U.S. trade officials inked an agreement on Thursday aimed at increasing trade and investment with five East African nations while boosting the economic relationship across the continent.
U.S. Trade Representative Michael Froman said the deal will ramp up the U.S. partnership with the East African Community (EAC), which includes Burundi, Kenya, Rwanda, Tanzania and Uganda, while reaching deeper into Africa to improve trade.
“Today’s agreement is an important milestone for deepening what has already proven itself to be a promising and impactful partnership,” Froman said.
“This agreement will help us lift the burdens that trade barriers impose, unlocking opportunity on both our continents.”
Thursday’s deal will help the African nations further streamline the customs process, meet global standards on food protections and reduce other technical barriers to trade.
It also establishes a new five-year, $64 million trade and investment hub in East Africa focused on broadly increasing exports under the African Growth and Opportunity Act (AGOA), while expanding and diversifying regional agricultural trade and food security.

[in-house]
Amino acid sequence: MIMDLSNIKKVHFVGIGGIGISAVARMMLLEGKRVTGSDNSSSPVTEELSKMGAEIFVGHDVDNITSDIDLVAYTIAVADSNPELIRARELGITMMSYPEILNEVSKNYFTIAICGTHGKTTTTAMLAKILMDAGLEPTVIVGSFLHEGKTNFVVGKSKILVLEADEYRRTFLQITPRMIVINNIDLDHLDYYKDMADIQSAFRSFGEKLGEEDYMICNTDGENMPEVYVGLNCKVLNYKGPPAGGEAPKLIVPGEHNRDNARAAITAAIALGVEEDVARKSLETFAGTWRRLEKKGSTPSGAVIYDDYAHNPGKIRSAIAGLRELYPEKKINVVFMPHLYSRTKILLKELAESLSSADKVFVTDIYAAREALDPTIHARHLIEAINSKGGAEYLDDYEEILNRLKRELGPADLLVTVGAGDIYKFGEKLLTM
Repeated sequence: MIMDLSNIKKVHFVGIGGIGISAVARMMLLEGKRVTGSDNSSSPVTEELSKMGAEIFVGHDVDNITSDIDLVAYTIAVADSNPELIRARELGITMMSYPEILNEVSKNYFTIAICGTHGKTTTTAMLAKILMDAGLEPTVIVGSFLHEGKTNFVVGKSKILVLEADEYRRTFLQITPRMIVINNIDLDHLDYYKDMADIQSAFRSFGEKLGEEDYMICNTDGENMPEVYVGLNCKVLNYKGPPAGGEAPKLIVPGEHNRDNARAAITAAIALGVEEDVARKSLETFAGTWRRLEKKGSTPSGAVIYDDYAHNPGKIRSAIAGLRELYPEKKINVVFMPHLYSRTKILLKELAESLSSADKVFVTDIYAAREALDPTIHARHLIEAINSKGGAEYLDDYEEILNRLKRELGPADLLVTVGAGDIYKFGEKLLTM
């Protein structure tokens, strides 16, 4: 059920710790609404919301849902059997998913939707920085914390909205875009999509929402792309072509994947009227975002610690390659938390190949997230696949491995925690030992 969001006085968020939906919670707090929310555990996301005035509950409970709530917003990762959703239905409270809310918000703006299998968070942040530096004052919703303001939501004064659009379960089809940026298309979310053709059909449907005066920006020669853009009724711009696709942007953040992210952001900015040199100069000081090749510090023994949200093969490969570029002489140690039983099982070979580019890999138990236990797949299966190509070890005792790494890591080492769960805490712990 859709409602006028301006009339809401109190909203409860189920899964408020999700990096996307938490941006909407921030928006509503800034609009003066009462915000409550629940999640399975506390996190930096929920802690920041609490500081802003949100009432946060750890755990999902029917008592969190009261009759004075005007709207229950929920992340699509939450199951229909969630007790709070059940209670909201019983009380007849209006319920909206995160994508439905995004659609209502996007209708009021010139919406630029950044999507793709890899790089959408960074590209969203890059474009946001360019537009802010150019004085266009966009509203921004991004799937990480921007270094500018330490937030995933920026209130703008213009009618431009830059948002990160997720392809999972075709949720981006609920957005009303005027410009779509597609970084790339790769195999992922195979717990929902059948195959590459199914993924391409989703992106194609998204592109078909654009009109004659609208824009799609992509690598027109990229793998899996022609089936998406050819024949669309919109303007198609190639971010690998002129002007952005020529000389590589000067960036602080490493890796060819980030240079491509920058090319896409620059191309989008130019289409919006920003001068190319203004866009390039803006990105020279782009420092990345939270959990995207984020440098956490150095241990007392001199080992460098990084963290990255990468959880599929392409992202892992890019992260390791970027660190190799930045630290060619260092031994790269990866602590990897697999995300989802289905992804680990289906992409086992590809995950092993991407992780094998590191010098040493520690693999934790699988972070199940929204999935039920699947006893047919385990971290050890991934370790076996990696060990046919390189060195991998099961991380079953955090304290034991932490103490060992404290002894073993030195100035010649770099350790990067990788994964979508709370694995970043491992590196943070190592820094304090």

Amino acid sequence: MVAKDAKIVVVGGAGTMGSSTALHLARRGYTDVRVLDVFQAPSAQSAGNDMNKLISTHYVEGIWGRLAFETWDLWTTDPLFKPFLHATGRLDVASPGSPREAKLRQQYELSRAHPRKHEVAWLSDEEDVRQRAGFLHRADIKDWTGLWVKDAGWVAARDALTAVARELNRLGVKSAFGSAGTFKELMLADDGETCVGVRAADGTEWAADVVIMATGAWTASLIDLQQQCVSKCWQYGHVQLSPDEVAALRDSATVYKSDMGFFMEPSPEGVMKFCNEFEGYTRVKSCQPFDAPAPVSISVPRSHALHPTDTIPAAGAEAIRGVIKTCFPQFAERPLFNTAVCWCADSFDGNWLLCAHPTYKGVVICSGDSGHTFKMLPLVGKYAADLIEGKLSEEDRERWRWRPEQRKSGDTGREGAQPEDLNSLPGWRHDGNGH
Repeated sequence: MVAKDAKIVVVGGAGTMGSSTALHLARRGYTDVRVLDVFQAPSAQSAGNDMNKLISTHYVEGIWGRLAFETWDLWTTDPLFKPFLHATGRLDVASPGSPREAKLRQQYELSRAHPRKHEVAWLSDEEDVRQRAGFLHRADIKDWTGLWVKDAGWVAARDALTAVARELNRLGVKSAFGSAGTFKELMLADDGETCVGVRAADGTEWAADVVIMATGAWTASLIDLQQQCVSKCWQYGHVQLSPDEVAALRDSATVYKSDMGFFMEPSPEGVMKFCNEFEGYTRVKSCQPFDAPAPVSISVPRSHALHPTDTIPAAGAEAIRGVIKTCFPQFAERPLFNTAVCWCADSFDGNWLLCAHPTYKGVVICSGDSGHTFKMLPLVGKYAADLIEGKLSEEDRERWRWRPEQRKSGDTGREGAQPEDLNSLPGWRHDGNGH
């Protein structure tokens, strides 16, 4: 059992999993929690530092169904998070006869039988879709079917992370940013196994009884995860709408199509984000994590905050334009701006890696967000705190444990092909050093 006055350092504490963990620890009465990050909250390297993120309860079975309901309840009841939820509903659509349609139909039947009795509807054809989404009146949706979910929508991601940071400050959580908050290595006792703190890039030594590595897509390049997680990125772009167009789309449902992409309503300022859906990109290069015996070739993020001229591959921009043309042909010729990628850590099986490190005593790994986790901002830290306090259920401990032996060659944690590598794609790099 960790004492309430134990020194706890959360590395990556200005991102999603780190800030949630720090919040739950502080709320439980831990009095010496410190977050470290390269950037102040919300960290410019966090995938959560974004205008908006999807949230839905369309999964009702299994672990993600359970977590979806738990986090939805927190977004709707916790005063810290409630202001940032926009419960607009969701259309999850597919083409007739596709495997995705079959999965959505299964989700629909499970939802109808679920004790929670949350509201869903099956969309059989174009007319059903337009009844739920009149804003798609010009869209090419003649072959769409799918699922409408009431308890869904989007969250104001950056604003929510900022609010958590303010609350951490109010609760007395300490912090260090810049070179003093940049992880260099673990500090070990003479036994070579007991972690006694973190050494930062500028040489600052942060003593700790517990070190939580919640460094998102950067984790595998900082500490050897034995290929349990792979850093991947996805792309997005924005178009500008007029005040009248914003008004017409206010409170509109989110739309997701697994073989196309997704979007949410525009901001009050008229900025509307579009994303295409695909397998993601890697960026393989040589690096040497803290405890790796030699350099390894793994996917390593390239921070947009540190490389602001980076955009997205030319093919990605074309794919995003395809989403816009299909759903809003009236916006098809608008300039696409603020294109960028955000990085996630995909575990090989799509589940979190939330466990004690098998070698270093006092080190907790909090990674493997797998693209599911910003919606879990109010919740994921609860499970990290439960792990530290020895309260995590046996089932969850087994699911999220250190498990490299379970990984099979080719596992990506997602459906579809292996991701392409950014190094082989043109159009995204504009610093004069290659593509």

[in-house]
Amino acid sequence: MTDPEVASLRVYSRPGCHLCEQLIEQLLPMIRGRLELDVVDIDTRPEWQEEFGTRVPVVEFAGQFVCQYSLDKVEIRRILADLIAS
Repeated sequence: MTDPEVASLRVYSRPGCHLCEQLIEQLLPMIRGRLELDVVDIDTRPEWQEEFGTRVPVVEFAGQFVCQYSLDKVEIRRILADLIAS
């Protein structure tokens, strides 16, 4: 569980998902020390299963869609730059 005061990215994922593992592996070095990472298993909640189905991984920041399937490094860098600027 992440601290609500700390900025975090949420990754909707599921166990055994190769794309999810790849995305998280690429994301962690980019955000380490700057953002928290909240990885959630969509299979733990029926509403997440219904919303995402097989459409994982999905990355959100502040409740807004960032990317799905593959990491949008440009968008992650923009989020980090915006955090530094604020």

During a summer 2013 trip to Africa, President Obama announced the Trade Africa initiative to promote U.S.-Africa trade and investment, with the starting point in East Africa.
With strides made there, the Obama administration wants to deepen that relationship by knocking down additional trade barriers in the region while expanding the U.S. reach to other African nations.
“We see this agreement and all our work with the EAC to date as an important steppingstone, not the final destination,” Froman said.
Successes in the region, Froman said, include a significant reduction — to six days from 21 — in container transit times from Mombasa, the biggest port in the region, to Kigali, Rwanda.
That helped boost trade to $4.7 billion in 2013 within the five-nation bloc, up from $2.3 billion in 2005.
Trades of goods between the United States and the five countries totaled $2.8 billion in 2014, the USTR said.
“Together, we can tackle more tasks, support more jobs, and unlock more opportunities for the American and African people alike,” Froman said.
The new EAC strategy also started a new commercial dialogue to develop public-private initiatives to further bolster trade.
“The global economy is evolving and the U.S.-Africa economic relationship must evolve, too,” he said.
The move comes as the Obama administration and Congress are discussing a renewal and modernization of AGOA, which expires in September.
“Prompt renewal is critical because many businesses plan their orders six, even 12 months in advance, and waiting until the 11th hour to renew AGOA will result in jobs lost, factories closed, and investment deferred, all of which undermine our goal for a stronger U.S.-Africa economic relationship,” Froman said.
Source: The Hill